To the outside observer, the suburbs of Johannesburg appear to be on perpetual lockdown. The city has an incredible amount of security on display. Outside of pictures from warzones, I’ve never seen anything like the crime-prevention the citizens of Joburg employ.
Every suburban house has its own wall, complete with automated gate for the driveway. Almost every one of these walls is topped by an electric fence. The security on the perimeter is only the beginning, though. Nearly every home has a placard advertising the security firm that protects it. These security firms provide a myriad of burglar alarms and require you to punch in a security code upon entering your home. These firms aren’t your stereotypical rent-a-cop, either. They’re about as close as one can get to hiring your own private suburban swat team. I tripped an alarm at Howard’s once, and two gentlemen arrived on the scene in under three minutes. Each man was decked out in Kevlar, had a hand on the grip of a holstered pistol, and politely but firmly asked what I was doing at the Varney residence.
I’ve never had so many keys until I came to South Africa. If I were paranoid and lived my life on constant high alert, I would encounter during my morning routine enough locks to bedevil even the most talented escape artist. To leave my house in the morning, I would in theory have to first unlock my closet to pick out my clothes, unlock my bedroom door, unlock the front door, unlock the metal gate right outside the front door, unlock the garage to get to my bike, unlock my bike, unlock the front gate to let myself out of my compound, ride through the streets on my bike to Howard’s, unlock Howard’s front gate, open his garage door, unlock his front door, punch in the house security code, and then unlock the door to the office. All told I have nine different keys on my key ring, counting the electronic gadget that opens Howard’s gate and garage.
Every house feels like its own little Green Zone, fully operational to keep the bad guys out. With so much security, Johannesburg seems like a city under siege from itself. One almost expects to see roving groups of armed bandits raising cain, robbing and pillaging Mad Max style, with the walls, locks, and electric fences the only thing keeping civilization alive in the homes of the people.
But that’s perhaps the most perplexing part of the situation – there’s almost no one on the streets. Because Johannesburg is so spread out nearly everyone drives, so to see a pedestrian in the suburbs is quite rare. Despite the quiet and serenity, each home remains decked out like Fort Knox. I suppose there is still the chance of a burglar breaking in, but with such high levels of criminal deterrence I would assume that most crooks have decided to ply their illicit trade in other cities.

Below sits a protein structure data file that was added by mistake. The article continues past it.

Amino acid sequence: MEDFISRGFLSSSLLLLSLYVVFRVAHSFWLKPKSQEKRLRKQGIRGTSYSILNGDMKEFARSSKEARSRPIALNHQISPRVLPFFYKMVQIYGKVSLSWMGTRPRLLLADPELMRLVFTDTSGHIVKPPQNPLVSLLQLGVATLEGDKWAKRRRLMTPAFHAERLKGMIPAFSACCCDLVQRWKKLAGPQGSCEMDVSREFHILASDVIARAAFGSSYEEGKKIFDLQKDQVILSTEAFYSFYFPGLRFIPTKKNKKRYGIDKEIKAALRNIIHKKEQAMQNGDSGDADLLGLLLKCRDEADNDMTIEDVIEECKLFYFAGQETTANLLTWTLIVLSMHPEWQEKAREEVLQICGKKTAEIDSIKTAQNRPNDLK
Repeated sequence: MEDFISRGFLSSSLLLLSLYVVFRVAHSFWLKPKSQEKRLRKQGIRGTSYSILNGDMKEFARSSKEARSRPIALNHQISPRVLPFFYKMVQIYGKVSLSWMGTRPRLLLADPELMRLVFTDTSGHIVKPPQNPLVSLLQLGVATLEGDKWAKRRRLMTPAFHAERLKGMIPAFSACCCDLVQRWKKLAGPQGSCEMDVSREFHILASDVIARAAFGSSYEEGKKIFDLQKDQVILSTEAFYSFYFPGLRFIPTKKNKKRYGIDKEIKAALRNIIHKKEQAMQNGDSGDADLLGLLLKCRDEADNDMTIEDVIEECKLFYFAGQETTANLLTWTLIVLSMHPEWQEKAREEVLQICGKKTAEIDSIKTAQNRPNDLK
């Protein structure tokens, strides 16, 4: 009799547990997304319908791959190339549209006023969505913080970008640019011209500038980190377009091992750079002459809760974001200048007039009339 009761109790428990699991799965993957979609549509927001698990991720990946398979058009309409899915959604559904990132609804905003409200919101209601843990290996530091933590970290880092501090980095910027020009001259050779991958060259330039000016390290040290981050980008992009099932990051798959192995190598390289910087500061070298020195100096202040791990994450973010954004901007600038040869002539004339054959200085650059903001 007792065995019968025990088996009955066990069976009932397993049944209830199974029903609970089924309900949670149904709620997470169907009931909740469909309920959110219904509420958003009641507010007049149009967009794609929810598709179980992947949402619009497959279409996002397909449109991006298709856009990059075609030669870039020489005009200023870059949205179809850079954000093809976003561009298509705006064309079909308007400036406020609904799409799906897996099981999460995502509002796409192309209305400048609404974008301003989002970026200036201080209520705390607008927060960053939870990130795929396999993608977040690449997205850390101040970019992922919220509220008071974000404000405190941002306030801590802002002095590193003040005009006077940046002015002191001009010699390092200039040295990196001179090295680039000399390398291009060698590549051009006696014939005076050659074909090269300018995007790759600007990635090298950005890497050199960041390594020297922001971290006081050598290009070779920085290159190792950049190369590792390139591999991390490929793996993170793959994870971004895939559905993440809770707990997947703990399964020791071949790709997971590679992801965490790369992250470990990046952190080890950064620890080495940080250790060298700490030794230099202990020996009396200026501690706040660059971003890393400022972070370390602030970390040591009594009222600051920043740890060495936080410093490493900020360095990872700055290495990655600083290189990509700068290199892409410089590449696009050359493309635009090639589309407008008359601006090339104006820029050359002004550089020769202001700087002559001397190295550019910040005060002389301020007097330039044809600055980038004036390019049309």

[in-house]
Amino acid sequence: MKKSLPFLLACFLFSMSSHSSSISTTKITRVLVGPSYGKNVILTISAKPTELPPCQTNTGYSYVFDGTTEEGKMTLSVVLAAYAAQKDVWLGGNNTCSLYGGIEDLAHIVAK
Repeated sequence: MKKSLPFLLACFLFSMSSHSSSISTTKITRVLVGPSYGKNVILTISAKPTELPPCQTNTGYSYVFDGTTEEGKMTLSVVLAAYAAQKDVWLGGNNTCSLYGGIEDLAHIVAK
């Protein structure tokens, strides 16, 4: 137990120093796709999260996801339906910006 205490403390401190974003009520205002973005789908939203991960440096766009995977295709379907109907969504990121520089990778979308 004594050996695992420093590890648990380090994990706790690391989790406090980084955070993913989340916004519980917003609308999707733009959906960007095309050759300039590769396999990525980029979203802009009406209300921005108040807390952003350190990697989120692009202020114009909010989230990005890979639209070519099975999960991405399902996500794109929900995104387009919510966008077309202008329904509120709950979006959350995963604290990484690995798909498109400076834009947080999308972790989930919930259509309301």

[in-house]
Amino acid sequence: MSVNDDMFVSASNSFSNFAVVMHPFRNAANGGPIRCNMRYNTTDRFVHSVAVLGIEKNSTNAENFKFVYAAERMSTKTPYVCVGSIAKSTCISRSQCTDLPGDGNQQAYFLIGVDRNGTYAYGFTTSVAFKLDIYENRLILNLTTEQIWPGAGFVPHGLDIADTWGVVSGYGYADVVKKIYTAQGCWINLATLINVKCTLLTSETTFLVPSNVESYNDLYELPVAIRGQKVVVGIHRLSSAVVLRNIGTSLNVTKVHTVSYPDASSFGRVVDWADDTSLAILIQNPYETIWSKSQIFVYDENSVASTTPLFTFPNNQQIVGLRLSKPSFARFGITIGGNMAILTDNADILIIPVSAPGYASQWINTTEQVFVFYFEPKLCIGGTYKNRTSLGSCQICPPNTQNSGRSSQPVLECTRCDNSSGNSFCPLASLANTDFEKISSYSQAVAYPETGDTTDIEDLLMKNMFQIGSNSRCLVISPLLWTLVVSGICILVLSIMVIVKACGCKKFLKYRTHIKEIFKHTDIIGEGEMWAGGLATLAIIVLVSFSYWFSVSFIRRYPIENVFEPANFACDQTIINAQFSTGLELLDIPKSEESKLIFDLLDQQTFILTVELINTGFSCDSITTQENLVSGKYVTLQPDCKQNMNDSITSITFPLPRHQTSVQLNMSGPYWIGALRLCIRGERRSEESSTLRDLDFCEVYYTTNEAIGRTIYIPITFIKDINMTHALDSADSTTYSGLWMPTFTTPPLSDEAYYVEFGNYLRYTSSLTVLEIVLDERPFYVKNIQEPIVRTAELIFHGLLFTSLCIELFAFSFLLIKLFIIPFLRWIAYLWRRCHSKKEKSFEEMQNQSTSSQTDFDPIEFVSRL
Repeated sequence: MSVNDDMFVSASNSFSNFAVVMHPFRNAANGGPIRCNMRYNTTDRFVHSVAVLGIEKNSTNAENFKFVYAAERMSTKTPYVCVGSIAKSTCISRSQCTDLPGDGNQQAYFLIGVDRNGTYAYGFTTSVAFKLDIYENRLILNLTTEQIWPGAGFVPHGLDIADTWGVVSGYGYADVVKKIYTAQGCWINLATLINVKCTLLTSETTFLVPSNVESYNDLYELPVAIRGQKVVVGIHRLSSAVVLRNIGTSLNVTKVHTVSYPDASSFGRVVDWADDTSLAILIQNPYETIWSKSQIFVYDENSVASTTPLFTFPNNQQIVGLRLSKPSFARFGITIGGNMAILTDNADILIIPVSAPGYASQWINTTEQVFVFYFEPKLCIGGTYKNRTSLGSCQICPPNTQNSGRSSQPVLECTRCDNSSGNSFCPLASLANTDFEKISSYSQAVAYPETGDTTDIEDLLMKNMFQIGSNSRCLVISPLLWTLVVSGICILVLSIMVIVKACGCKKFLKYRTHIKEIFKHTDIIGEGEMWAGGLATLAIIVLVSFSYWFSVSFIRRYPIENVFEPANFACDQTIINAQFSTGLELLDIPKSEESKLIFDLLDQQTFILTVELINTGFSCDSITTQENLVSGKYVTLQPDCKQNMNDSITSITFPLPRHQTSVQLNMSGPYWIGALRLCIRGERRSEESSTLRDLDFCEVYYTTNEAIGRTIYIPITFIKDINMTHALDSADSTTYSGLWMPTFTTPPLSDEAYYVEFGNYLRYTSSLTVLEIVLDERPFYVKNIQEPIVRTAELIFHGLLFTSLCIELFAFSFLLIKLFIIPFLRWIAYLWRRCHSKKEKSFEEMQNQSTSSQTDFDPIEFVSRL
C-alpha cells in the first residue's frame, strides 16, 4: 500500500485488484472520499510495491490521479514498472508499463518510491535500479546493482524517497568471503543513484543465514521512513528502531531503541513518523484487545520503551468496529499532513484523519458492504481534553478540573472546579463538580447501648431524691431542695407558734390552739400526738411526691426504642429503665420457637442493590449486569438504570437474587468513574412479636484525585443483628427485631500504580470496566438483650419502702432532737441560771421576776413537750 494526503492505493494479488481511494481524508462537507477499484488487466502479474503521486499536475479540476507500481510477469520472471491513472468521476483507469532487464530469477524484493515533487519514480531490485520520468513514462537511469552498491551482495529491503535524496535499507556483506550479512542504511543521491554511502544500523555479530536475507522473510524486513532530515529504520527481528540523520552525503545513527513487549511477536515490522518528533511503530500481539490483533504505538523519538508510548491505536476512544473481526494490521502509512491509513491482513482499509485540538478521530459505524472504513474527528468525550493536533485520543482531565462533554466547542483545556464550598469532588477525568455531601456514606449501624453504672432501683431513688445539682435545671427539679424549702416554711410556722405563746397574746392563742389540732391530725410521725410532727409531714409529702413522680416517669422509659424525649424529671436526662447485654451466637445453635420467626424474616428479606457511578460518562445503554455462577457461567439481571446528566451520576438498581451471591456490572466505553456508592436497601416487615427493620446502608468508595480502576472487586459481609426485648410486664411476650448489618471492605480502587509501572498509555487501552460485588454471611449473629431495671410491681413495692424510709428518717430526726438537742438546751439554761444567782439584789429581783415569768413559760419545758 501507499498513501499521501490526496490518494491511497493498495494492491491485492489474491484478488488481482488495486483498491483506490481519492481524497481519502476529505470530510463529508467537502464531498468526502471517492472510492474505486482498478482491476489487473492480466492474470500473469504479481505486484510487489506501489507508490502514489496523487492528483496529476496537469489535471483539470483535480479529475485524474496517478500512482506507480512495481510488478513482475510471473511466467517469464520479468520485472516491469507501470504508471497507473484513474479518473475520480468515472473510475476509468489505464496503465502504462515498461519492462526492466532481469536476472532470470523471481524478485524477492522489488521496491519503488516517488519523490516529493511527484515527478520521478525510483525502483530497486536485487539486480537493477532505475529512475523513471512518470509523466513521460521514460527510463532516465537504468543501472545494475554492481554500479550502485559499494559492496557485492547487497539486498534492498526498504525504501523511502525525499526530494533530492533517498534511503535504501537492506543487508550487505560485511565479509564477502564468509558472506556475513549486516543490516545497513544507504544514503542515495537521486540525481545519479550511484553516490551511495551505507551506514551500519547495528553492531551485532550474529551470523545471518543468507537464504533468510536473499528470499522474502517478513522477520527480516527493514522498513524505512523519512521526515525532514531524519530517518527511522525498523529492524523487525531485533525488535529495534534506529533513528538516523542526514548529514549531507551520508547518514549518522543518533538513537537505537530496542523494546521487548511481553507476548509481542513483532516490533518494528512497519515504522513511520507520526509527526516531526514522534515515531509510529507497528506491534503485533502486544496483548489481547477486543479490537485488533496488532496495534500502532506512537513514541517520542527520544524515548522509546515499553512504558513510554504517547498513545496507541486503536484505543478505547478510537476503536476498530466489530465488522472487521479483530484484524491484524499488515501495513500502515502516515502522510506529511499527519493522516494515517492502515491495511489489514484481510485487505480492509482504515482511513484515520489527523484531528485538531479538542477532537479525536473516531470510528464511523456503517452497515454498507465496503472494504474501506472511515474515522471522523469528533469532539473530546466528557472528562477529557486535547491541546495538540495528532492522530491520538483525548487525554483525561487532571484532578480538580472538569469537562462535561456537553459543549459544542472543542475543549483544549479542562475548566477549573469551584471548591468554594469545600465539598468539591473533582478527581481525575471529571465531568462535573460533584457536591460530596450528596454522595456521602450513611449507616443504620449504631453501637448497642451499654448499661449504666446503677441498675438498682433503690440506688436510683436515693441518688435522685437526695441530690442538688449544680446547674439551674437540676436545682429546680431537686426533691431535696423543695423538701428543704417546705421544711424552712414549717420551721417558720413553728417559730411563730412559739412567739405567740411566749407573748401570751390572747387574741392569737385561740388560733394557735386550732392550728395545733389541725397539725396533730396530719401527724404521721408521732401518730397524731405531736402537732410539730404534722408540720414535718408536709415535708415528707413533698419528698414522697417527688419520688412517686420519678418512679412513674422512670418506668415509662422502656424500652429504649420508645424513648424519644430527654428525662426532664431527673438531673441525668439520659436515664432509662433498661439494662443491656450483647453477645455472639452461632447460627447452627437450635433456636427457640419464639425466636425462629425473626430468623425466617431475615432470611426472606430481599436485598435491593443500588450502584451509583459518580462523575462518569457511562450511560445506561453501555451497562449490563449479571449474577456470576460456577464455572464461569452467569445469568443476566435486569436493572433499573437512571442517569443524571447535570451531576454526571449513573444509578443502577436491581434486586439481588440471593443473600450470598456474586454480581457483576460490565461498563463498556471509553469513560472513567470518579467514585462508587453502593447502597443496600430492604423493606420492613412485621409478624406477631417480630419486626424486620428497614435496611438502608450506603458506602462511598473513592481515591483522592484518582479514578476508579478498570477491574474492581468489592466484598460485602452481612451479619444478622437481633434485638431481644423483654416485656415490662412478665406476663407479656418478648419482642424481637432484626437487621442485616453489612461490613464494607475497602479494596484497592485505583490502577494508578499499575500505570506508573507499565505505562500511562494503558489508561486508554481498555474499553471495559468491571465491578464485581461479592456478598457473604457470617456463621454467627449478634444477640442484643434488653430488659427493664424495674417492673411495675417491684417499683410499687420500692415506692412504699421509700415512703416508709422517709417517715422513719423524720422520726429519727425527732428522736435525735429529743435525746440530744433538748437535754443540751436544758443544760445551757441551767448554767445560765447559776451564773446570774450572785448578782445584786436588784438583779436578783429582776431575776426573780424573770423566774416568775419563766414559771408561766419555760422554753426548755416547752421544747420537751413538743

I sometimes think that the massive amounts of security are something of a holdover from the past. To be sure, crime is certainly a problem in Johannesburg, but in the early nineties, during the chaos of Apartheid’s fall, crime was on a level nearly unimaginable. Killings were frequent as security forces clashed with protesters and African movements violently vied with one another for power. Bombings were not infrequent. Given that the white minority had come to appreciate a standard of living not far removed from the United States, Johannesburg must have felt like a city on the edge of anarchy. In many ways it was. That minority naturally reached out for increased security to protect them against the dangers of the world around them. I do not know if such levels of security are entirely necessary today, but who would want to be the first to take down the electric fence or lower the wall? To do so would make your house the number one target for any remaining robbers or burglars. Better then to keep the security high just in case.
I do think that there is hope, though. In addition to the optimism expressed by some of my friends here, I’ve had a positive crime-free experience so far. My house has no electric perimeter, no wall, and only the flimsiest of fences surrounding it. Thus far we’ve had no crime, which I take as a sign that Johannesburg will not always be need to be walled in against itself.